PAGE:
Monday, August 6, 2012

The Fitzy Resolution: A Review

When I was contacted in regards to reviewing The Fitzy Resolution by A.D. DeSena, I was a bit hesitant. I'm a slow reader. I have maybe 20 minutes before bed to read (on my commute, I read the pet blogs--and I email myself the posts I feel compelled to comment on, because my phone is crap, and this is why there's a delay in my comments, but now I'm getting way off topic, and I don't think anyone expects me to be swift at this point anyway).

What just happened there? Allow me to shake that off...

Yes, I thought it would take me a long time to read The Fitzy Resolution because of my schedule. I also assumed because it's a book about politics, it might be a tiny bit challenging.

Of course, it is a book about dog-on-dog politics, which you might take for being easy breezy. I, on the other hand, figure this kind of thing will go over my head. It sounded complicated, like there would be thinking and intricate plot lines and possibly having to remember things I learned in high school social studies classes.

And I was right. Granted, I'm the really annoying person who makes her husband pause shows like 24, Heroes, Person of InterestBrad Meltzer's Decoded, and Royal Pains (I'm sorry, but those Boris story lines confuse me to no end) to have them explained to her. The bar is not set very high. Not that I'm a total dummy or anything. I hope you know what I mean.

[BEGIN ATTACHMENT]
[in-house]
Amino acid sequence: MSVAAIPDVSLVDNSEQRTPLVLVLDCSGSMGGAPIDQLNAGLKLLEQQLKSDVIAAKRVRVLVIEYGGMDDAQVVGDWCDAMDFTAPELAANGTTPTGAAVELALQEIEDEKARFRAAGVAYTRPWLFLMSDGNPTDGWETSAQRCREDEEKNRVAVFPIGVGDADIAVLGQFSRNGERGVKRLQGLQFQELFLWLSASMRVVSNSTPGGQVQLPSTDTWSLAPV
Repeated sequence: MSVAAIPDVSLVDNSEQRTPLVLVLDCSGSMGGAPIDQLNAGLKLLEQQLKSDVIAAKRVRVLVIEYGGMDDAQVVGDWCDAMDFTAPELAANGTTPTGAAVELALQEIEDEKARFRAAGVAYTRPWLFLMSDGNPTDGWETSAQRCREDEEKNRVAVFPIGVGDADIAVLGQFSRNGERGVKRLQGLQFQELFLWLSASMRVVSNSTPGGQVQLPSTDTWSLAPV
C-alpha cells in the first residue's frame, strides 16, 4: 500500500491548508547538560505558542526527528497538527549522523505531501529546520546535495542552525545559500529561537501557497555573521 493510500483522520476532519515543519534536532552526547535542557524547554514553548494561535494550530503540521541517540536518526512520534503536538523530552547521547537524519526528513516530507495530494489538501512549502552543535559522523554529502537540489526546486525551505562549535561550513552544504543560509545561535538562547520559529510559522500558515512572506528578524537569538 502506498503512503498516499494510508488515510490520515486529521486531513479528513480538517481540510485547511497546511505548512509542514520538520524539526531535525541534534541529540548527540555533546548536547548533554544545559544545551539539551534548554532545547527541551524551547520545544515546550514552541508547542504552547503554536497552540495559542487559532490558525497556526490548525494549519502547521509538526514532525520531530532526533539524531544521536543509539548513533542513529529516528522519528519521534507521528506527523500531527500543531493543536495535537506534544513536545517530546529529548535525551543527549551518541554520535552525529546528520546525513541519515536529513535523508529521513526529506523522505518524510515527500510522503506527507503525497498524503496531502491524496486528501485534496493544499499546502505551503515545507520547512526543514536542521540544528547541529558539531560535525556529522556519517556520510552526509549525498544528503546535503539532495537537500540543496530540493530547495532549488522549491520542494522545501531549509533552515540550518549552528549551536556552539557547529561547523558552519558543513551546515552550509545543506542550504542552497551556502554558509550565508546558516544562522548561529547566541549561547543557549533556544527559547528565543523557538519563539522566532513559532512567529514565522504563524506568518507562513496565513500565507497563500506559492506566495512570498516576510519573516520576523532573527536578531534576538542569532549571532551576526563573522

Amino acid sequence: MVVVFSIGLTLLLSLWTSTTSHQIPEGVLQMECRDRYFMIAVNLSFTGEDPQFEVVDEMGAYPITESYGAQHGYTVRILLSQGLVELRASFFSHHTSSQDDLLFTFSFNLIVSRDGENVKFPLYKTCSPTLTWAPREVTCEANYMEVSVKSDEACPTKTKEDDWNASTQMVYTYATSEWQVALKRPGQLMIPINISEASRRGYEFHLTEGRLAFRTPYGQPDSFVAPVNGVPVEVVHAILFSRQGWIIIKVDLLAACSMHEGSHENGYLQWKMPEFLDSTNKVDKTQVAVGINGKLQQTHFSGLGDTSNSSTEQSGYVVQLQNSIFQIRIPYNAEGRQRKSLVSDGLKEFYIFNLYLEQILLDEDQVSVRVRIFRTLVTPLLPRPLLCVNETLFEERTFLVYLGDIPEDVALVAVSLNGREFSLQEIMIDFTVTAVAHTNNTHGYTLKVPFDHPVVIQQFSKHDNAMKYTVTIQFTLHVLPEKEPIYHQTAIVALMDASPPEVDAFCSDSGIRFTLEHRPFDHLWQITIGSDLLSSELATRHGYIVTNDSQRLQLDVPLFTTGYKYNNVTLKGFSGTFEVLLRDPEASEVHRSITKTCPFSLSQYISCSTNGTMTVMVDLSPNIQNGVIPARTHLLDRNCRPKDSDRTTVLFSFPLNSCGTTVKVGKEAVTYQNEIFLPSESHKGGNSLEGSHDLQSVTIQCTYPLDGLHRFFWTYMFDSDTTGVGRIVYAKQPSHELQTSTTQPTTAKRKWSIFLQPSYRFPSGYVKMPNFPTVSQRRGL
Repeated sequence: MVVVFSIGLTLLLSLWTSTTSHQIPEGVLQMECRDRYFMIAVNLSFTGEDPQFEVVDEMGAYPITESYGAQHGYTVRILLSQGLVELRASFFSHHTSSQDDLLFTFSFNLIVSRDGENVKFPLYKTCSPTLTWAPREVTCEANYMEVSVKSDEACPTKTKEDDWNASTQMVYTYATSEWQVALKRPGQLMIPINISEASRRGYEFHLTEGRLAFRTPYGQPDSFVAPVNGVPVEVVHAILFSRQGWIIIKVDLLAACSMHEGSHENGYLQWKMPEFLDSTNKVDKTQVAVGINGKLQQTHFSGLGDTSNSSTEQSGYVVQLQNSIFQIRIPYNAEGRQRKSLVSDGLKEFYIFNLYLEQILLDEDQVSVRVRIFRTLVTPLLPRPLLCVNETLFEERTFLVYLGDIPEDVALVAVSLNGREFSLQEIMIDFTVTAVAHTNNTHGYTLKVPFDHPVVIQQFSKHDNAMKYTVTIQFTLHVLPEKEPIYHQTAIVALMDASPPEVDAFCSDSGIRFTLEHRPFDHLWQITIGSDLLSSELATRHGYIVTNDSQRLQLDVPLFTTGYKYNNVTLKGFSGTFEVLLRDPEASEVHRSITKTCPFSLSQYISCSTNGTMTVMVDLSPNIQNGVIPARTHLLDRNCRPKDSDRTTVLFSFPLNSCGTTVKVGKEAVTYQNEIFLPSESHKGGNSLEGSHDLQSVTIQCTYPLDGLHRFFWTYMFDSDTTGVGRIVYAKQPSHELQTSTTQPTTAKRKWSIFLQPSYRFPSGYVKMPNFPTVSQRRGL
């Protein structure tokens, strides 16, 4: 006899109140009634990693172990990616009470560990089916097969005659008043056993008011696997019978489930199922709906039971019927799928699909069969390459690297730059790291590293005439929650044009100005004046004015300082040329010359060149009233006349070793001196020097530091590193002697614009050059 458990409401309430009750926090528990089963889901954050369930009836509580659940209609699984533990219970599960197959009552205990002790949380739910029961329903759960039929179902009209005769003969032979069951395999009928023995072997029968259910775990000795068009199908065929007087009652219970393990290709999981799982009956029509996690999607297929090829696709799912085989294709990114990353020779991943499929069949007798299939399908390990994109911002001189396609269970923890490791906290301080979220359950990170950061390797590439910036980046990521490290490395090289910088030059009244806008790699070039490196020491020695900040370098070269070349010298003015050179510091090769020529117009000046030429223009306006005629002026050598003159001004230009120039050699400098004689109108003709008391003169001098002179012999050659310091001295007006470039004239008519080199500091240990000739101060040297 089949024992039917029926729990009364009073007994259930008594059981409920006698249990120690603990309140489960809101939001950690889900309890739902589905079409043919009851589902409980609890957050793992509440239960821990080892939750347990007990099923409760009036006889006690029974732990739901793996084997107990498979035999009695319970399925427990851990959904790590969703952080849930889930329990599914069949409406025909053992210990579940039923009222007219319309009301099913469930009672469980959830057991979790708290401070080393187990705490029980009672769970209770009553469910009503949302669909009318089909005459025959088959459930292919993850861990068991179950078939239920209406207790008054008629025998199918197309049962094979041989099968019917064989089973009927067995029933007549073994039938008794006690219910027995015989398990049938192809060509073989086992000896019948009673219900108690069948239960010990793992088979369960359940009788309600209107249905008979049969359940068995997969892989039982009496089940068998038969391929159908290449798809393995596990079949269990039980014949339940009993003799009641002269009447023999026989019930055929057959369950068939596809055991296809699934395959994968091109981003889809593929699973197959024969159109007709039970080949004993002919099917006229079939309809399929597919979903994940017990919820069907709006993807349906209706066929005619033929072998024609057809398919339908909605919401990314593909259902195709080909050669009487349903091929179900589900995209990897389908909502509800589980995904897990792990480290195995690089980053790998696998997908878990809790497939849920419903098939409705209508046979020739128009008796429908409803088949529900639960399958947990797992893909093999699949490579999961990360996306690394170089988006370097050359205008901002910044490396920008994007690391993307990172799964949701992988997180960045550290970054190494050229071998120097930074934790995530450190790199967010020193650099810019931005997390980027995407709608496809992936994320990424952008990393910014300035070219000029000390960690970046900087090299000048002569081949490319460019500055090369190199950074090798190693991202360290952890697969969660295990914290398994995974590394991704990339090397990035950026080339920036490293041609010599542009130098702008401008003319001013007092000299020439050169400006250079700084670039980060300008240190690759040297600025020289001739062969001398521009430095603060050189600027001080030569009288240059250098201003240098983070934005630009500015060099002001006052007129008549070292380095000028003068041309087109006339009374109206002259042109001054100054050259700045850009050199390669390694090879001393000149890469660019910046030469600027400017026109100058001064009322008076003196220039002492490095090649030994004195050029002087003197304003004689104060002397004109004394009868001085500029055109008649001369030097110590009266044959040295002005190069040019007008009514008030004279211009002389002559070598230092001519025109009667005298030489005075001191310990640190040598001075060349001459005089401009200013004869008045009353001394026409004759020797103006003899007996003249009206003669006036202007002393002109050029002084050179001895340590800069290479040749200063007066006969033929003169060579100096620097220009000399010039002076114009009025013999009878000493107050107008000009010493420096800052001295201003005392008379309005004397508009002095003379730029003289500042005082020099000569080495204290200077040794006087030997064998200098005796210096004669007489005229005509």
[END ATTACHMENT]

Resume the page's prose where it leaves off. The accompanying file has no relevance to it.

The Fitzy Resolution was a bit too complicated for me. There are a lot of characters; there are multiple arcs happening at the same time. If that's not enough, there are the political/societal details and the bits of canine language.

That's not to say that there weren't parts that grabbed and held my attention. DeSena's take on the way dogs receive and perceive scent is unlike anything I've heard before, and the descriptions involving those moments are rather vivid. It's easy to picture everything happening in front of you. There are also gripping fight scenes and many moments that will make you honestly sad (like a section involving some very nasty humans).

You may not even realize the animal welfare messages threaded throughout the book. In fact, in the end, I began to wonder if Desmond wasn't longing for something I can't give him--about which I will say no more. You should read it yourself.

Even though I may have missed some of the more subtle things going on in the book, I do recommend The Fitzy Resolution to anyone who has no trouble following multifaceted stories.

I did understand it all enough to think that a lot of work must have gone into planning it out and writing it. The main character, Senator Casey, seemed real, as though I could go meet her tomorrow at the dog park if I wanted to. (She's very savvy and her actions more than once made me look at my non-Rhodes Scholar dog and shake my head, although I realize it is unfair to compare my dog to a fictional character.)

I commend DeSena for having the brain power to create what is absolutely the most unique book I've read, not just about dogs but in general.

The thing for me is just that I like my fiction reading to be lighter/less complex. When I'm reading non-fiction, which I actually read more of than I do fiction, I don't mind having to pay attention, but I turn to fiction for a break from that.

If you'd like a completely different take on the book, head over to Kristine's review at Rescued Insanity. She understood the whole thing, no problem. :-)

[disclaimer] All links to the book on Amazon are affiliate links. If you click and purchase the book via these links, I will earn a few cents. [end disclaimer]
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